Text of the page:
An edible plant that grows in shallow and freshwater areas throughout North America. This plant is composed of leaves, stocks, and tubers, which grow below ground and are composed of starch — a great source of carbohydrates-storing tissue. They represent the resting stage of various plants and enable overwintering in many plant species.
In the late fall or early spring, disturbing the aquatic mud in which this plant grows will cause the small tubers to float to the surface. You can eat the tubers — just be sure to remove the outer skin and boil them before consumption. The stalk and leaves can also be eaten, but they should be boiled as well.
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Located in western North America, it can be identified by its large basal leaves and yellow blooms. Balsamroot is a genus of plants in the sunflower family. The plant grows on dry hillsides and open meadows throughout the Mountain West of North America. The entire plant is edible and nutritious.
Native Americans harvested balsamroot into starchy flour when other foods were scarce. Also, Native Americans used the sticky sap of this plant as a topical antiseptic for minor wounds. The resin in the roots can support the immune system if you are experiencing a cold or the flu. Additionally, balsamroot begins to bloom in May and lasts through July.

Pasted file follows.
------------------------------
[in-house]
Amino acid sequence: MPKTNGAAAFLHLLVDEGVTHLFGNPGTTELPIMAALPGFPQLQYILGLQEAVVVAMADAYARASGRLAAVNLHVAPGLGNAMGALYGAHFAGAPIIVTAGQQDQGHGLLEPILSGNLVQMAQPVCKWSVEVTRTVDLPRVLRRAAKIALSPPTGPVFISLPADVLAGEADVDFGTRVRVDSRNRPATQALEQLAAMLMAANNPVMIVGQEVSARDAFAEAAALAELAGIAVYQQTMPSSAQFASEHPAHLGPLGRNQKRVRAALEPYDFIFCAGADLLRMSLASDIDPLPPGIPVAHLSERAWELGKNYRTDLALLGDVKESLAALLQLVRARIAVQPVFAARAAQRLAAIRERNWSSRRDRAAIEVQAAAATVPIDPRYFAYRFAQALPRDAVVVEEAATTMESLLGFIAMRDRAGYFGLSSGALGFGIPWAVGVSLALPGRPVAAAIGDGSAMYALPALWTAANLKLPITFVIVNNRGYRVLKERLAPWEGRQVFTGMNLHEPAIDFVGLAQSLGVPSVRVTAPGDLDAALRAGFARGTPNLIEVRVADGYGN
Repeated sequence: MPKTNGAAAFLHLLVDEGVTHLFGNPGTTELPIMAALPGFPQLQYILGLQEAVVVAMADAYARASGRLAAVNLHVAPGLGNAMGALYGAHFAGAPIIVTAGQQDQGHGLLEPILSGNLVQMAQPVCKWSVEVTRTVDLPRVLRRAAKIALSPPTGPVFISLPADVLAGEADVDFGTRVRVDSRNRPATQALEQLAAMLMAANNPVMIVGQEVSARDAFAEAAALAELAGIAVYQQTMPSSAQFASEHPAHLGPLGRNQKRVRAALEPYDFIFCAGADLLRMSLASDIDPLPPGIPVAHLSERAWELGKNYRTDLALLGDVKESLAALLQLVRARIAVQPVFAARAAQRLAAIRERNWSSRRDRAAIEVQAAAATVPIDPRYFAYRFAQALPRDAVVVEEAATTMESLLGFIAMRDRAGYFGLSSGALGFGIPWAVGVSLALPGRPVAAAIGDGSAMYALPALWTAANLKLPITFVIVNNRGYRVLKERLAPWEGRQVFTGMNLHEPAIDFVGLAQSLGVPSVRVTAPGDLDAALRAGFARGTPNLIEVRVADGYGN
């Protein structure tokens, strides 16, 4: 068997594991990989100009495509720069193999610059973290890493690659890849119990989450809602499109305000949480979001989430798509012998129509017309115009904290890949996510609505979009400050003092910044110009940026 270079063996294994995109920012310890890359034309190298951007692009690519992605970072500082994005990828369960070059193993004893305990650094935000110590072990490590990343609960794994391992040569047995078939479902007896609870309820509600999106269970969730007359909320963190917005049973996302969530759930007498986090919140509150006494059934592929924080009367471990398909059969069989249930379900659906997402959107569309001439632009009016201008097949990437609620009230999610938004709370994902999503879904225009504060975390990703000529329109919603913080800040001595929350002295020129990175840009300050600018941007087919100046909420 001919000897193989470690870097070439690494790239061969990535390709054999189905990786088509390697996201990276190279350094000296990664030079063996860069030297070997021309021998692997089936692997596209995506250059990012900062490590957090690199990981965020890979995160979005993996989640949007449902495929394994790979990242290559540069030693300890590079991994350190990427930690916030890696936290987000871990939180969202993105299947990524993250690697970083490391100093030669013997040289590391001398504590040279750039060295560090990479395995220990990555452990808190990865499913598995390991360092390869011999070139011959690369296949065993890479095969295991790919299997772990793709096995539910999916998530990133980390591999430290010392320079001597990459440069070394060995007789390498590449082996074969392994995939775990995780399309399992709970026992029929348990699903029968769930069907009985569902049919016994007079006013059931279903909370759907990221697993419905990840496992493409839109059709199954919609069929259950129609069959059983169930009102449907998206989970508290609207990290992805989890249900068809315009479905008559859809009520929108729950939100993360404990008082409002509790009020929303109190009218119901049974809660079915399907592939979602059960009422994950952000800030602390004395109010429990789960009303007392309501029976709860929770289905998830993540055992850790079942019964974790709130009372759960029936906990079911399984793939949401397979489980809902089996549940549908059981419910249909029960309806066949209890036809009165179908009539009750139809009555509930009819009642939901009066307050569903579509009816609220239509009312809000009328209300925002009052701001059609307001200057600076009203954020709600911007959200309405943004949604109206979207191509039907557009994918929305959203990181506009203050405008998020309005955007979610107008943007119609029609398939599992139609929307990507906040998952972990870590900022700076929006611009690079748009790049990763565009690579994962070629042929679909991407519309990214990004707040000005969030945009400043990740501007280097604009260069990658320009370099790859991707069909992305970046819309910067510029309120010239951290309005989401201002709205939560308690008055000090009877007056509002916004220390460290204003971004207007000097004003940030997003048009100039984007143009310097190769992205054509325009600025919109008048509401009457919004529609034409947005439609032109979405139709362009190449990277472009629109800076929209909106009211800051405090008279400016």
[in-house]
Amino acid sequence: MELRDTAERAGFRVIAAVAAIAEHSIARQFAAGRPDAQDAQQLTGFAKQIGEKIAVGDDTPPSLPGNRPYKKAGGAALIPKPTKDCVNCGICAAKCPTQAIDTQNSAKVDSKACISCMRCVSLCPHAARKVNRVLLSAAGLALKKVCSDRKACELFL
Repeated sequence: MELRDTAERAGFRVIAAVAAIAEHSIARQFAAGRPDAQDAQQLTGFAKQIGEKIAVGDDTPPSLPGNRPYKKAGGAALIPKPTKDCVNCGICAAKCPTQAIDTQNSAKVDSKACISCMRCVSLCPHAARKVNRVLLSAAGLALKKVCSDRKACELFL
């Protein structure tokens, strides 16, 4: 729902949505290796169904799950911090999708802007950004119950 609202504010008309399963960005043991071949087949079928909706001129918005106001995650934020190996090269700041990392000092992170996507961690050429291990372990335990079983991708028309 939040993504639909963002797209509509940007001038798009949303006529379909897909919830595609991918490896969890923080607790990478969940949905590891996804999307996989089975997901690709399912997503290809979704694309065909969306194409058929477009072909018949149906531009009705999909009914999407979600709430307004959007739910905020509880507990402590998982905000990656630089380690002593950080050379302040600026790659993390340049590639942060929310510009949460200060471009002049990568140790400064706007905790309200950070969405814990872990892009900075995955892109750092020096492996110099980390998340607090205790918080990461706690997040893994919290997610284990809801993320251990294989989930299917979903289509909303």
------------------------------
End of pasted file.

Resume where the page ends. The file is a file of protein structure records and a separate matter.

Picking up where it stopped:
An edible fruit of the Rosaceae family found in northern temperate regions — the highest producing state of blackberries in the United States is Oregon. Blackberries can be found in woods, scrub, hillsides, hedgerows, and meadows; additionally, blooming usually peaks in the mid-summer months. When blooming, the berries start off green in color, then transition to red, and finally to black.
This thorny plant can grow between three to six meters tall, and in some cases, the plant can grow to nine meters. Blackberries can be eaten raw, as can the plant’s young leaves and ground shoots. Blackberries contain significant dietary fiber and vitamins (C and K). Native Americans have also been known to use stems to make rope.
Perennial flowering plants with blue or purple berries, and they are predominant in North America. Blueberries usually grow in humid, northern climates that have winter chills. The berries are pale-greenish at first, then reddish-purple, and finally dark purple. Depending on climate, altitude, and latitude, harvest can vary from May to August in the Northern Hemisphere. Blueberries can be consumed raw, and they provide a good source of dietary fiber, vitamin C, and manganese.
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Found in most parts of the United States except for Florida and Hawaii. This plant is also native to Europe and Asia. Burdock can be identified by the purple flower that grows on the top of the plant’s burs. Also, burdock can be found growing along riverbanks, roadsides, and fields. Edible parts of the plant include the roots, stem, and leaves. It is recommended to boil first-season roots and second-season stems.
Stems should be peeled, and roots scrubbed prior to cooking to get rid of bitterness. Burdock consists of carbohydrates, volatile oils, plant sterols, and fatty oils. Also, burdock is known to have healing properties, including anti-inflammatory and anti-bacterial effects. In America, burdock leaves have been simmered in milk to counteract venom from rattlesnake bites.